No nonsense christian dating
Jefferson City, Missouri, is a place where it's harder for a college-educated, twentysomething, professional, Christian man to find a date than it is to find a good coffeehouse or bookstore.
For the last four years, I have lived in a very conservative Midwestern town of 35,000.
So I skimmed the book to appease my mom and tossed it aside. And then chose to cut the crap and take God seriously in every part of her life. Five years after I dissed Elliot’s book, I was 21 and typing with trembling hands a letter to her to ask if she’d be willing to review the unpublished manuscript of a book I was writing called “I Kissed Dating Goodbye.” (Needless to say, I’d come a long way from my views as a 16-year-old.) I rewrote my letter to her at least three times.
As my mom later joked, I read all the “passion,” but skipped all the “purity.” But after a few years of frustration with my own approach to dating (and without the pressure of my mom forcing me to read it) I picked up Elliot’s book again. I read the story of Jim and Elisabeth — two people who were passionately in love and yet chose to put Jesus first. In one discarded version I told Elliot that I doubted my book was even worth publishing since hers was so much better.
And because I endlessly quoted her I suggested that I “just forget my book and work at selling yours.” I was discouraged about my book and almost ready to give up on it.
I’ll never forget the day I received a typed, postcard reply from her. I applaud your forthrightness, courage, God-given conviction, and ability to articulate a message that is desperately needed.” I still have that little note taped in a journal. And helped me to sell my book to a publisher and not a few readers.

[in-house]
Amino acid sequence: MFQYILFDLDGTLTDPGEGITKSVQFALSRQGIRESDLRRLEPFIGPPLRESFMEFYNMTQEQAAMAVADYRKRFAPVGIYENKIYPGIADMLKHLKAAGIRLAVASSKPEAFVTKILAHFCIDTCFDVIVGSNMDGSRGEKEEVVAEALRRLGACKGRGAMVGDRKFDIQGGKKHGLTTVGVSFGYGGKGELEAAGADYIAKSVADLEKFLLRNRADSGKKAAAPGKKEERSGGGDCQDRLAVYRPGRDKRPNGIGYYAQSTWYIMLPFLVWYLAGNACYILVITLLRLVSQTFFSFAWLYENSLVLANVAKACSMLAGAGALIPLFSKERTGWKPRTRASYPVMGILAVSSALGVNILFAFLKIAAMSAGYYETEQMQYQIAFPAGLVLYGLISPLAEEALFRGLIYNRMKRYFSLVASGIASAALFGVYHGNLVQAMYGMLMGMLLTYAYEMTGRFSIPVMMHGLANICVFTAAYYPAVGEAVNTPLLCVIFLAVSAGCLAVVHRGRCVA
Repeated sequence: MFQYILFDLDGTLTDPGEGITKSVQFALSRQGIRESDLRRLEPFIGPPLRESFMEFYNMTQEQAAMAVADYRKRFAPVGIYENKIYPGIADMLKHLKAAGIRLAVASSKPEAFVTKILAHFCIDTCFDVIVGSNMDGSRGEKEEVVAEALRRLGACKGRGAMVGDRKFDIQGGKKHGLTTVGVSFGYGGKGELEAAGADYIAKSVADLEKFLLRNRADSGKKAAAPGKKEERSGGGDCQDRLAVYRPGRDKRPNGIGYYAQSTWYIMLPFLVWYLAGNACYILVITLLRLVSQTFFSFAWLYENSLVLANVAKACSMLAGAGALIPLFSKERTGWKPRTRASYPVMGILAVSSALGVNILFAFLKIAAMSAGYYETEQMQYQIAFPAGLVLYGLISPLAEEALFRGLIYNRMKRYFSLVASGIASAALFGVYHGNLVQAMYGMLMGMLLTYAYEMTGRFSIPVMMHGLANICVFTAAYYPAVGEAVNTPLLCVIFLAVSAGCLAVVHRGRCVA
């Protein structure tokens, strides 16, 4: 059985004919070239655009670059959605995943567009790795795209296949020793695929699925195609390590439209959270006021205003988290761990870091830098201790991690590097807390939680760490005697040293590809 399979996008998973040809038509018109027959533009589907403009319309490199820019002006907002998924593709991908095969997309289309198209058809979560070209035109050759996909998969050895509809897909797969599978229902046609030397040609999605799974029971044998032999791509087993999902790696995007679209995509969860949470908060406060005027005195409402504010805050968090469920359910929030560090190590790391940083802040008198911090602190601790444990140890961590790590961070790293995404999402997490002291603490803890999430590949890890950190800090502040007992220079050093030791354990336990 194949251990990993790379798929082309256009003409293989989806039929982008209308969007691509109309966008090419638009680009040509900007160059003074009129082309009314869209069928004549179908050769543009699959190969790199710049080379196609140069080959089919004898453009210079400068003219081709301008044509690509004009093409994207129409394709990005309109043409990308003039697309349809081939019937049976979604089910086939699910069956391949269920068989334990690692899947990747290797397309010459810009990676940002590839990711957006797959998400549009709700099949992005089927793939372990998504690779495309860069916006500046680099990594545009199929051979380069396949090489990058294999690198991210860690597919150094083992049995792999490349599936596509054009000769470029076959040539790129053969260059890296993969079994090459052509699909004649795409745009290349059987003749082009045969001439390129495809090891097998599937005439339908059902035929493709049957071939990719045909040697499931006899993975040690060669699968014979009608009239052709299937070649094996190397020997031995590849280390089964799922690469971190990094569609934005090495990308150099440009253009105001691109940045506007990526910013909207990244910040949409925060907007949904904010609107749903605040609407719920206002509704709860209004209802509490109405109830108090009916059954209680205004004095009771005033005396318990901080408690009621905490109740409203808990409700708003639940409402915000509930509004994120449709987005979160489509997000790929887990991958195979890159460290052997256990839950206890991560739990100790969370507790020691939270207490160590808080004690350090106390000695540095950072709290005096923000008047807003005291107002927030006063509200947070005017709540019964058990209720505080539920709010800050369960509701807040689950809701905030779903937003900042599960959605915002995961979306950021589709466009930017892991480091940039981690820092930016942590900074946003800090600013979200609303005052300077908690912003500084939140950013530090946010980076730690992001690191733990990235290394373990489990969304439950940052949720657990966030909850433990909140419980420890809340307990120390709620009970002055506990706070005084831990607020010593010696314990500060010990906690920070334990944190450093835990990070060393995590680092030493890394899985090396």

In my mind she stood in the way of me being with my girlfriend — or, more specifically, me making out with my girlfriend — and I would not abide by this meddling.
Of course, Elliot knew nothing of me or my girlfriend, but she had written a book on the topic of relationships called “Passion & Purity” that threatened to disrupt my happy love life. Giving me a book was mom’s not-so-subtle way of telling me I had a problem. Jesus is Lord so let him be Lord of your love life.
And I certainly didn’t want Christ controlling it because I knew that would make it boring. Elliot had this unsentimental, no-nonsense approach to living the Christian life that was refreshing and jarring in an “Ice-Bucket Challenge” sort of way. Jesus is Lord so let him define how you view your gender and sexuality.” I guess a lot of people who read her writing would consider it all very backward and old-fashioned, but when I read it I can’t shake the sense that this woman had a real relationship with a glorious God. I think our whole generation of evangelicals needs her directness.
September 28, 2015 (Break Point) -- Ronald Reagan once quipped that the trouble with his political opponents, “is not that they are ignorant.
It’s just that they know so much that isn’t so.” Well, I’ve had a bee in my bonnet for years over something that far too many of my fellow Christians believe in that just isn’t so.
Have you ever heard the fairytale about the princess in shining armor? She crosses an ocean, slays a dragon and rescues the man she loves? And don't hide behind the whole too-holy-for-love façade. His questions echoed the problem I'd heard lamented from the other side of the gender divide. Those are just two anecdotes, but they reflect a larger trend. So why are Christian men not stepping up to the plate? These days women are encouraged to be more aggressive while men risk appearing domineering if they get the ball rolling. While such political correctness is peddled in higher education and the media, it usually doesn't apply in the real world, where women still appreciate a man with the gumption and guts to make the first move.
If that's you, then I have some no-nonsense advice: It's time to man-up and take the lead in the romance department. A few weeks earlier I had received an email from a young man looking for advice. Kiesling reports her findings from an in-depth survey of 120 single Christian women. Kiesling reports: "Over and over I heard the words, 'I wish men would step up to the plate and take a risk in asking me out.'" Here is feedback that Kiesling received directly from real-world single Christian women about Christian men. First, our increasingly politically correct culture tells guys that women have equal responsibility when it comes to initiating the relationship.